But what we’re doing is we’re getting out there and we’re trying to educate the homeowner. Yes, there were three major storms last year. Those storms directly affected your home, and you more than likely have this type of damage and there’s no way for us to know unless we physically do an inspection.
Then the problem becomes, well, how do you know who are the real insurance restoration companies and who are the storm chasers, and who are the scammers who are going to knock on my door and take your check or your deposit and just run? Well, you want to research who you’re dealing with. Just because somebody’s knocking on your door doesn’t mean that they’re bad. You as the homeowner need to do your due diligence and look the company up online, verify the licensing, see if they have special certifications, verify those certifications, and know who you’re dealing with. And once you do a little research on them, you should be very comfortable in knowing that they’re here for your best interest.
Markus: Absolutely. Sounds like those are some of the common fears that people have about insurance restoration. “What if it doesn’t work?”, “What if it’s a scam?” That sort of thing. So that’s good that you help them to get past those fears.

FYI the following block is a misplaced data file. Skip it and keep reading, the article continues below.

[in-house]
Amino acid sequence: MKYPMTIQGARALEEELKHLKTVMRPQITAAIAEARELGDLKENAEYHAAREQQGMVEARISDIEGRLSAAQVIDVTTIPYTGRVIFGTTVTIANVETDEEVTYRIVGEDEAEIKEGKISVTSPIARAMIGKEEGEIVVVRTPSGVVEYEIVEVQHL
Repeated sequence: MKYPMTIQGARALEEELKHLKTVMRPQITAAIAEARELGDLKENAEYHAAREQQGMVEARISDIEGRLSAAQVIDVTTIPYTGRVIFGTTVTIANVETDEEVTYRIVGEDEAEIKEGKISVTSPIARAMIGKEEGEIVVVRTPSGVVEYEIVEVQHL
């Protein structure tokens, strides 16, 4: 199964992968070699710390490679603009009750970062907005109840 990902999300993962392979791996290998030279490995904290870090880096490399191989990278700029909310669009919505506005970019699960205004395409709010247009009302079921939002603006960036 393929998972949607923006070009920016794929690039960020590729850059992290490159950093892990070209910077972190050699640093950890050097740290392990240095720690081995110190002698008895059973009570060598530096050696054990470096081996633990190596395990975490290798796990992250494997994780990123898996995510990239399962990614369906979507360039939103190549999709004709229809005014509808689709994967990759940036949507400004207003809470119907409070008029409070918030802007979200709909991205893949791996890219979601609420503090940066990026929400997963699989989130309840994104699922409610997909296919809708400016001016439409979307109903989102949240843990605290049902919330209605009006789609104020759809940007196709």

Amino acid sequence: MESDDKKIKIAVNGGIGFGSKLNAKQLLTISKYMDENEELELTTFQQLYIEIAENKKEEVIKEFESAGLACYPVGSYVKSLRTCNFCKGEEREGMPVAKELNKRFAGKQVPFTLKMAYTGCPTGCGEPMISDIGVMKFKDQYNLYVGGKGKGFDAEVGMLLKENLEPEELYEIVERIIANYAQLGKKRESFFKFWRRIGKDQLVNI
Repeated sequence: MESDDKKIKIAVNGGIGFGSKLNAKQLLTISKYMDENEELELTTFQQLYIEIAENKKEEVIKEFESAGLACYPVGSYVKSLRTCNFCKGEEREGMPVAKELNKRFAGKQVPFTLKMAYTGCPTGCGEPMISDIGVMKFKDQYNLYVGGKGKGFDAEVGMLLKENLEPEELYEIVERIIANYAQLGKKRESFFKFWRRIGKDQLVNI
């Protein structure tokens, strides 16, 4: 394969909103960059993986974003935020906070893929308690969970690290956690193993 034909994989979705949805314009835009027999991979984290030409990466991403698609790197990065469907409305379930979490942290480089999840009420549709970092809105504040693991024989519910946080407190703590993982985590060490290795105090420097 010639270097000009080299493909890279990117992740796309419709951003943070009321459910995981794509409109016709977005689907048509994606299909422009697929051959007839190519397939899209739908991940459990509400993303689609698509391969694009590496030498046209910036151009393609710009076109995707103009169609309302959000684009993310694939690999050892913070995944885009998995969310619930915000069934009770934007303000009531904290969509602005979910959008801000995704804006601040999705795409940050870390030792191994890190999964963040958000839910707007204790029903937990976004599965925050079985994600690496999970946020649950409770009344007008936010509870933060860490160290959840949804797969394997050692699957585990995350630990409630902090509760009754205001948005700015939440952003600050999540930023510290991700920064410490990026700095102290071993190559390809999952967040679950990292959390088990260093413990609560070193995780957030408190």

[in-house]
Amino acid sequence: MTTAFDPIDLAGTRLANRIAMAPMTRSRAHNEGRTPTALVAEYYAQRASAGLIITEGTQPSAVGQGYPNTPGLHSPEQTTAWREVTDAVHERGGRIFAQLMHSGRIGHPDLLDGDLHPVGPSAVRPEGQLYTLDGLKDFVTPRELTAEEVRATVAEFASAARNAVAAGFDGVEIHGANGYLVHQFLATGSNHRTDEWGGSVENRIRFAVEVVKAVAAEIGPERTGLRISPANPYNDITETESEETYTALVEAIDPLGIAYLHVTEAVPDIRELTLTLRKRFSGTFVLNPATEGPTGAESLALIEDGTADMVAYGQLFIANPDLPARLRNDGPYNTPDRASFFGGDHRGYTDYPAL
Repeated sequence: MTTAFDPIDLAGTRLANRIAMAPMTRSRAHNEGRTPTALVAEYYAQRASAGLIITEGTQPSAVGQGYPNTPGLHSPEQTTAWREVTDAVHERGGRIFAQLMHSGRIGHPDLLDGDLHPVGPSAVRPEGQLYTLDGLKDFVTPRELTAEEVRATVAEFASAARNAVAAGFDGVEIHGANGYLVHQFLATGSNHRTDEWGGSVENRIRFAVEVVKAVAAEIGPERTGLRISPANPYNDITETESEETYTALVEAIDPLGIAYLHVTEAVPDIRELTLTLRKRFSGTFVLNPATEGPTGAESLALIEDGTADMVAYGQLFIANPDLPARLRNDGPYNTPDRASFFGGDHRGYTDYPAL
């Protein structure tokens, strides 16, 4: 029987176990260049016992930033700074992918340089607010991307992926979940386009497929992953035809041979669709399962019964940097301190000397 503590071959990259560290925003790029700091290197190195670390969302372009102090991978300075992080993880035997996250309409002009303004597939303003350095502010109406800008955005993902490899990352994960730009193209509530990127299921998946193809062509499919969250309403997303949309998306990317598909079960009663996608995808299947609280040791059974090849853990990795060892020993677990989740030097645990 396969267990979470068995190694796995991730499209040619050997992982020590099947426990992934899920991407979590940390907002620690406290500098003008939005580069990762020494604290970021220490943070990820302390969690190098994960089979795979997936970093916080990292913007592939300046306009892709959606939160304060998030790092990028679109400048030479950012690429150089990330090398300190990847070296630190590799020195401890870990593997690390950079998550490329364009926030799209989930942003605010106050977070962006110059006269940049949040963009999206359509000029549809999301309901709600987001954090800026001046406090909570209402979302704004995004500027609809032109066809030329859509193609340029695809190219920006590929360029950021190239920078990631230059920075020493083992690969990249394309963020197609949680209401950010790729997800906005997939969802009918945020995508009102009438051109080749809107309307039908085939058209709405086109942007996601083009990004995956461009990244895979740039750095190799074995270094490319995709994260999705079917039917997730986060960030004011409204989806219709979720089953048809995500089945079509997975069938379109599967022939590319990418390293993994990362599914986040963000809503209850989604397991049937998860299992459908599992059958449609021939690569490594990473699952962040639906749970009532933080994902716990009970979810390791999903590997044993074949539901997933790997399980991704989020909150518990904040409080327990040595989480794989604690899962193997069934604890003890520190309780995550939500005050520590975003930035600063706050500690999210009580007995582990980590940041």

Steve: Absolutely. And I would say the only other apprehension that we run into is, “Well, are my rates going to go up if I file a claim?” The insurance companies call it an act of nature – an act of God type of claim where the homeowner can’t just pick the house up and move it when there’s a storm coming or build a structure over it to protect it. It’s what’s called a no-fault claim – the claim can’t be held directly against the homeowner. It’s not like somebody was smoking and left a cigarette on the couch and caused a fire or left the stove on that could be traced back to an accident that was avoidable. This is something that the homeowner just can’t avoid or the business owner can’t avoid, so it’s a no-fault claim.
Insurance companies are in the business to make money. So generally, when there’s a substantial storm, they would have already raised the rates regionally because they expect that these type of claims are coming in. So in a way, you’ve already paid for your neighbors to get their roofs, their siding, their windows replaced if the damage is there, and you’re entitled to get that as well.
Markus: For sure. Are there any other perceived obstacles that you see which might be preventing homeowners from seeking help from an insurance restoration contractor like yourself?
Steve: Yeah, absolutely. So their deductible and the amount of their deductible is one. The insurance company not covering the roof and then the knowledge that they do need to replace the roof, and it might not be claim worthy is two. They’re thinking to themselves, “Now where am I going to get the money to do this?”